Explaining New York Estate Taxes
For many people, one of the most disagreeable elements of handling an elderly loved one’s affairs is the thought of dealing with estate taxes, particularly in dealing with inheritance. While New York does not have an inheritance tax, it does have estate taxes, levied upon a person’s estate once they have passed away. It is very easy for the average person to get confused about exactly which taxes are owed and how much, which can make a difficult time even worse.
The estate of a deceased New Yorker is required to come up with both federal and estate taxes – which are taxes on the estate itself, rather than an inheritance tax, which is a tax on the beneficiaries of an estate. New York does not have an inheritance tax, but the federal and state estate tax systems are set up very differently, particularly in terms of exemption amounts. While many estates will not have to pay any tax, wealthier New Yorkers in places like Westchester County need to know the amounts.
The federal exemption from gift and estate taxes, as of 2023, is roughly $12 million per estate. What this means is that if a person dies with less than that amount, their estate does not have to pay gift or estate taxes on any of it. The New York exclusion amount for 2023 is approximately $6.6 million per individual (roughly half – though the federal exemption is set to go down to around $7 million as of 2026).
Beware The Estate Tax “Cliff”
With regard to state estate tax, one crucial fact to be aware of is known as the ‘estate tax cliff’ in New York law. When the value of a New York estate is greater than 105 percent of the estate tax exemption (so, in 2023, approximately $6.6 million), the entire estate is subject to tax, with no exemption allowed. For those whose estates lie right on the cusp of this number, discovering this ‘cliff’ can be a nasty surprise.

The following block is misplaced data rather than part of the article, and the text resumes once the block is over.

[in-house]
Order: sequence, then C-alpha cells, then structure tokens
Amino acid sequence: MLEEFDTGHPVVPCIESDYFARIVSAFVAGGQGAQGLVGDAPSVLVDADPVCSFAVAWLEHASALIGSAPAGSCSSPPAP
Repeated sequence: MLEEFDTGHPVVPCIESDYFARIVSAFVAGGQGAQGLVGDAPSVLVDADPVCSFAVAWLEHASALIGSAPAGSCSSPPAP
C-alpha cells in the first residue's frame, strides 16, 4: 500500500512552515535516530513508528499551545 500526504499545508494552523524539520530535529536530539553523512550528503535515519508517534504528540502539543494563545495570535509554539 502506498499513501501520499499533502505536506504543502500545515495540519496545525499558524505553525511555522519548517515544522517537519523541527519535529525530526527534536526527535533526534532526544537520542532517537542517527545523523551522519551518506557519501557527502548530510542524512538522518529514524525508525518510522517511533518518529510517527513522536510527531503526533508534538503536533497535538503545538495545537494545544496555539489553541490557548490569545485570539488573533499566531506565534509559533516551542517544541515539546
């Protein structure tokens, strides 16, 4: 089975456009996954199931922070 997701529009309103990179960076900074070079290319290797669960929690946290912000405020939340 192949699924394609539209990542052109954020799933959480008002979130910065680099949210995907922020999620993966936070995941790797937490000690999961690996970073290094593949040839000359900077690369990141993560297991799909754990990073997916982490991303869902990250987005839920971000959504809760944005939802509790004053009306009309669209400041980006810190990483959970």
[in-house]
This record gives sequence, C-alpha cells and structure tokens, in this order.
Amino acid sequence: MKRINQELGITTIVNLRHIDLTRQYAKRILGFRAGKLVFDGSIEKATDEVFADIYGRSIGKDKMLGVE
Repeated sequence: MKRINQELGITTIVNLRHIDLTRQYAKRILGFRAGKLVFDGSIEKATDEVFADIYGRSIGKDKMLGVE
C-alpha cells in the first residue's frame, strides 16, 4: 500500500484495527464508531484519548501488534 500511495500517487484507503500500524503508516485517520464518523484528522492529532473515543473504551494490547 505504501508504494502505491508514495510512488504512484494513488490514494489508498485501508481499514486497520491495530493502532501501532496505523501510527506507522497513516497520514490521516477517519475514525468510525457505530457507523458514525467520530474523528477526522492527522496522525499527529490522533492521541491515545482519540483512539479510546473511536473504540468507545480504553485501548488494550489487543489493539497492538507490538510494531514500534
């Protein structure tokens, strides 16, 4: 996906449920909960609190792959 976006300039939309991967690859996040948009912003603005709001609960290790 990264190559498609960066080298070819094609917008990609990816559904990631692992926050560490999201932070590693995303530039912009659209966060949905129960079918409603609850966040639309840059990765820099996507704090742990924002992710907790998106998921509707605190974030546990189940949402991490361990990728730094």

It is, however, possible to plan one’s estate to minimize the total amount of taxable assets. The most common way to do this is by creating a trust, which is a legal entity putting your assets into its name. This strategy can both remove assets from the taxable estate and potentially remove them from the probate estate. In New York, the probate process, by which a person’s estate is legally put in order, can take months or even years, so every asset that can avoid probate can get to beneficiaries more quickly.
Call A Pleasantville or Mahopac Estate Planning Attorney
When helping to manage an elderly loved one’s affairs, estate planning is critical, but the potential tax burden is often overlooked. A knowledgeable Westchester County estate planning attorney from Meyer & Spencer, P.A. can help answer your questions and protect your loved one’s estate. Call our office today to schedule a consultation.